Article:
Galan concedes that he “failed to exhaust his administrative remedies,” but
On February 22, 2011, Galan filed a “Motion for Final Judgment” requesting
a disposition of this case. (Docket entry #9). This Motion is denied, as moot.
makes the conclusory assertion that exhaustion was “futile.” (Docket entry #6 at 1-2).
It is well established that a § 2241 petitioner must exhaust BOP’s administrative
remedies as a prerequisite to pursuing habeas relief in federal court. See United States
v. Sithithongtham, 11 Fed. Appx. 657 (8th Cir. 2001). Galan has done nothing to
establish that exhaustion is futile, and his failure to exhaust compels the Court to
dismiss his Petition, without prejudice.
Nonetheless, even if the Court were to assume that exhaustion was futile,
Galan’s claims are meritless on their face. Galan received an aggregate sentence of
235 months from the Western District of Texas, followed by a consecutive sentence
of 37 months from the Western District of Louisiana, for a total sentence of 272
months in the BOP.
The BOP calculated Galan’s sentence to “commence” on April 28, 1993, when
it was originally imposed in the Western District of Texas.5 The BOP also gave Galan
163 days of prior custody credit for the presentence time he spent in federal detention,
November 16, 1992, until April 27, 1993.
Under 18 U.S.C. § 3585(a), a defendant’s federal sentence “commences”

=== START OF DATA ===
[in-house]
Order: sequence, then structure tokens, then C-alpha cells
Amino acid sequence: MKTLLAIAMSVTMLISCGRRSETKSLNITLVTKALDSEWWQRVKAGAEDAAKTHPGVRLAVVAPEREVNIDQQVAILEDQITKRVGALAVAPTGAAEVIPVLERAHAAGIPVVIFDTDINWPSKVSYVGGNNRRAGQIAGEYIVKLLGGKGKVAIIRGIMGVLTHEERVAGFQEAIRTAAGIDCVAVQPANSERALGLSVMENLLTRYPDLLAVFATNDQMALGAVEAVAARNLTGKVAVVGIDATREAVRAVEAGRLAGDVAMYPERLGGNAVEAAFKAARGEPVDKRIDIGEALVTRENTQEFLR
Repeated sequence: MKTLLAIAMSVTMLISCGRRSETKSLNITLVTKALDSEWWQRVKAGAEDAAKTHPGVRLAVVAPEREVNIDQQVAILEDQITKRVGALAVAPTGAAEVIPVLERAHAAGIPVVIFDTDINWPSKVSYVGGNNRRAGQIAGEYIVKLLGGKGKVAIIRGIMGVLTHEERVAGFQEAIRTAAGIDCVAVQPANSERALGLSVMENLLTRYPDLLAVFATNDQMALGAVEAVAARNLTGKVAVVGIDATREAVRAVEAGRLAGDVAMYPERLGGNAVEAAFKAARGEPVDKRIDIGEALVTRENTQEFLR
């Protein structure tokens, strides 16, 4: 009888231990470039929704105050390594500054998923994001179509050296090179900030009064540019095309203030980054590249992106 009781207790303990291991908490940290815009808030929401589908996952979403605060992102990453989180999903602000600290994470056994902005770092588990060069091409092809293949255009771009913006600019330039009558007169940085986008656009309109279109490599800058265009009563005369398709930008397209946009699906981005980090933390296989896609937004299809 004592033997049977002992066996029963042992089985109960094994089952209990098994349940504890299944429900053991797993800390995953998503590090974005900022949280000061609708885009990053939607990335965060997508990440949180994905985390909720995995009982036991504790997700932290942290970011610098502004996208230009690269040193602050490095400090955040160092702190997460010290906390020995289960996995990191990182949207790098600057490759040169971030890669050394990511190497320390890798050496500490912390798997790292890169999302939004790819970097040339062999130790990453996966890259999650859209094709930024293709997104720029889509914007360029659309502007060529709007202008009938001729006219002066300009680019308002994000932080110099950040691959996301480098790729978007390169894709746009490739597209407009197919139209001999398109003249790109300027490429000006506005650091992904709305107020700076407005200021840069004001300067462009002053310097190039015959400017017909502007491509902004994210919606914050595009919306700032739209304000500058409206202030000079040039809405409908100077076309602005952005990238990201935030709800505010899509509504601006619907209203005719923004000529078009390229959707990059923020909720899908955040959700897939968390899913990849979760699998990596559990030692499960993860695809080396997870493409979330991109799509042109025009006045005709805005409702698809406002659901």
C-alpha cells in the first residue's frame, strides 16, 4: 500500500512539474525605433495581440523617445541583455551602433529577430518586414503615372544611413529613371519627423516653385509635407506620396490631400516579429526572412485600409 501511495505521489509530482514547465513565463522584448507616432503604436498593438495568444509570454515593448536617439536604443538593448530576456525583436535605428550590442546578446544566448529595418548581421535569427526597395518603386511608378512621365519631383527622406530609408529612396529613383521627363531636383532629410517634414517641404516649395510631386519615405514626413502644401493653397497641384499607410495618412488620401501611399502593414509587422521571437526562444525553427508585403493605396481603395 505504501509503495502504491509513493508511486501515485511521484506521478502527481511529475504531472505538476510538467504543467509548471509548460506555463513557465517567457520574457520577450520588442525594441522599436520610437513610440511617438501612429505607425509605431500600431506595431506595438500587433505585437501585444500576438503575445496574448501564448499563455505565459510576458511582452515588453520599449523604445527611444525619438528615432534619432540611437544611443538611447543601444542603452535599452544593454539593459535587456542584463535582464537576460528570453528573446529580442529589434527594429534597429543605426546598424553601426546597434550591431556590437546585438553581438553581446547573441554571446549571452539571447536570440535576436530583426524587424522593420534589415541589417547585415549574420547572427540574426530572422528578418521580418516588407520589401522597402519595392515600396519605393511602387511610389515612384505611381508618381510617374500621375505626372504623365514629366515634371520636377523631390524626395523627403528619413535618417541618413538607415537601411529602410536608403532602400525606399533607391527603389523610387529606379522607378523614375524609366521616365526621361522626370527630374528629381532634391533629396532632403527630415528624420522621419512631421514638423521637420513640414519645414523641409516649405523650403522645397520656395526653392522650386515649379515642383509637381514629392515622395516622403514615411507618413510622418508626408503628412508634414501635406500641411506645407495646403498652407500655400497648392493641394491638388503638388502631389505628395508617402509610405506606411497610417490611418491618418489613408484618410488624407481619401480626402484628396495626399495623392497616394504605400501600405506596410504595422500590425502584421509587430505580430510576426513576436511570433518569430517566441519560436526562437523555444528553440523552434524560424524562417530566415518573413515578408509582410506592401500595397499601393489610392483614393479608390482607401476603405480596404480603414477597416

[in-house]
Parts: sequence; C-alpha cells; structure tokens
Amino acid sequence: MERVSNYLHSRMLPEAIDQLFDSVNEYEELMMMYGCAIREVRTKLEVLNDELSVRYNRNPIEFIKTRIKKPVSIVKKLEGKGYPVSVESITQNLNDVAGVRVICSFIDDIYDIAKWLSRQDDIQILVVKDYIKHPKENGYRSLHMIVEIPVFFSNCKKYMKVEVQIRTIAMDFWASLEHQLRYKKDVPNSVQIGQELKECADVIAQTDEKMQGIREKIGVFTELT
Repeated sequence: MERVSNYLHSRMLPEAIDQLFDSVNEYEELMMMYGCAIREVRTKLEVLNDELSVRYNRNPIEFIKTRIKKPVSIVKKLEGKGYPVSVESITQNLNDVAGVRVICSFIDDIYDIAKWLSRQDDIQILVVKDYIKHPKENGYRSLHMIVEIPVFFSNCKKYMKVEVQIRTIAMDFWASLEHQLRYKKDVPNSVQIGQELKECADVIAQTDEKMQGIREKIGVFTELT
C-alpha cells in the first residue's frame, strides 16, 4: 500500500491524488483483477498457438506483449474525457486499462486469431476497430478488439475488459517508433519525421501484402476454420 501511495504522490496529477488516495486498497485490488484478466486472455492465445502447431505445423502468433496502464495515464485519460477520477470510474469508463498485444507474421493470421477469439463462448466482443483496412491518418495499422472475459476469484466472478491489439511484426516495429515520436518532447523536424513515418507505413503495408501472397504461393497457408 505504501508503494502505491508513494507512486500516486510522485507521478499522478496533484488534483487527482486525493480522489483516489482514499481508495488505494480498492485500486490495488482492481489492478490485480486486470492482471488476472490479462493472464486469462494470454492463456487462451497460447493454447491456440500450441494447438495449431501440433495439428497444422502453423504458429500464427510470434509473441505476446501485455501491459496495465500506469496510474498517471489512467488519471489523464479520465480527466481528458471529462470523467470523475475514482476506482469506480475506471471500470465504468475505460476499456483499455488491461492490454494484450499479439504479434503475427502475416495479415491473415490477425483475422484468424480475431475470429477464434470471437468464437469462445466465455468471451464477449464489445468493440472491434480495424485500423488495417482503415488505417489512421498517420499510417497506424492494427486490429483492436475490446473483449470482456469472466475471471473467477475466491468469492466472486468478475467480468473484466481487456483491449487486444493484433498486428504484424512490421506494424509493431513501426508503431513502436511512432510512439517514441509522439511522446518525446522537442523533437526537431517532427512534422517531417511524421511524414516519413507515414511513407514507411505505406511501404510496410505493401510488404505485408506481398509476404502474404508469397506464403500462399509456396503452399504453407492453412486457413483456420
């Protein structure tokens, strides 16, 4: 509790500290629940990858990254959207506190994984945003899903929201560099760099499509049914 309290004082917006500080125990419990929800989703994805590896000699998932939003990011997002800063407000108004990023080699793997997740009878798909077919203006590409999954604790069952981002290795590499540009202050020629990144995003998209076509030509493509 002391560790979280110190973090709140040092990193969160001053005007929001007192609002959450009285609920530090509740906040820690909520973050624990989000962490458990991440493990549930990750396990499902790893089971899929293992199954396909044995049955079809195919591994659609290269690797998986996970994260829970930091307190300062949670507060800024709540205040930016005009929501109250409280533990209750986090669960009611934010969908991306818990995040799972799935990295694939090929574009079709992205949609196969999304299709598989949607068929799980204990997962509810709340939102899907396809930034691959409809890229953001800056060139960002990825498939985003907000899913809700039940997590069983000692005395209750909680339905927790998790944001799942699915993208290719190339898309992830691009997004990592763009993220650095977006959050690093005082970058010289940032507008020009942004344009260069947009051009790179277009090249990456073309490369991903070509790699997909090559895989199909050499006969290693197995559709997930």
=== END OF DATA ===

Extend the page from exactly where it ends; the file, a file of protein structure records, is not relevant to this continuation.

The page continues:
when he “is received in custody awaiting transportation to, or arrives voluntarily to
commence service of sentence at, the official detention facility at which the sentence
is to be served.” The earliest date a federal sentence can “commence” is the date that
it is imposed. See BOP Program Statement 5880.28, Ch. 1 at Page 13 (“In no case can
a federal sentence of imprisonment commence earlier than the date on which it is
When 272 months is run from April 28, 1993, less 163 days of credit, the
resulting “expiration full term date” is July 17, 2015. (Docket entry #5-1 at 27).
When this “full term” is reduced by 1,049 days of good time credits that Galan has
earned, or is expected to earn, his projected release date is September 1, 2012.
(Docket entry #5-1 at 27).
Galan’s argument that he has not been properly credited for time spent in
custody from January 1, 1994, through May 15, 1995, appears to be premised on
some sort of double counting. Galan ignores the fact that his sentence from the
Western District of Louisiana was ordered to run consecutive to “any other sentence
now being served[.]” The time period that Galan disputes was unequivocally credited
to the “other sentence now being served,” namely the 235-month sentence from the
Western District of Texas. Importantly, 18 U.S.C. § 3585(b) prohibits “double
counting,” i.e. custody credits toward time on a sentence that has already been credited
to another sentence. Thus, Galan’s challenge to the BOP’s calculation of his sentence
IT IS THEREFORE ORDERED THAT the Petition for a Writ of Habeas
Because the BOP has properly calculated Galan’s sentence, his collateral
argument that the BOP’s alleged error has delayed his assessment for halfway-house
placement is moot.
Corpus under 28 U.S.C. § 2241 (docket entries #1) is DENIED, and this case is
DISMISSED, WITHOUT PREJUDICE
Dated this 21st day of April, 2011.
UNITED STATES MAGISTRATE JUDGE
Disclaimer: Justia Dockets & Filings provides public litigation records from the federal appellate and district courts. These filings and docket sheets should not be considered findings of fact or liability, nor do they necessarily reflect the view of Justia.
Why Is My Information Online?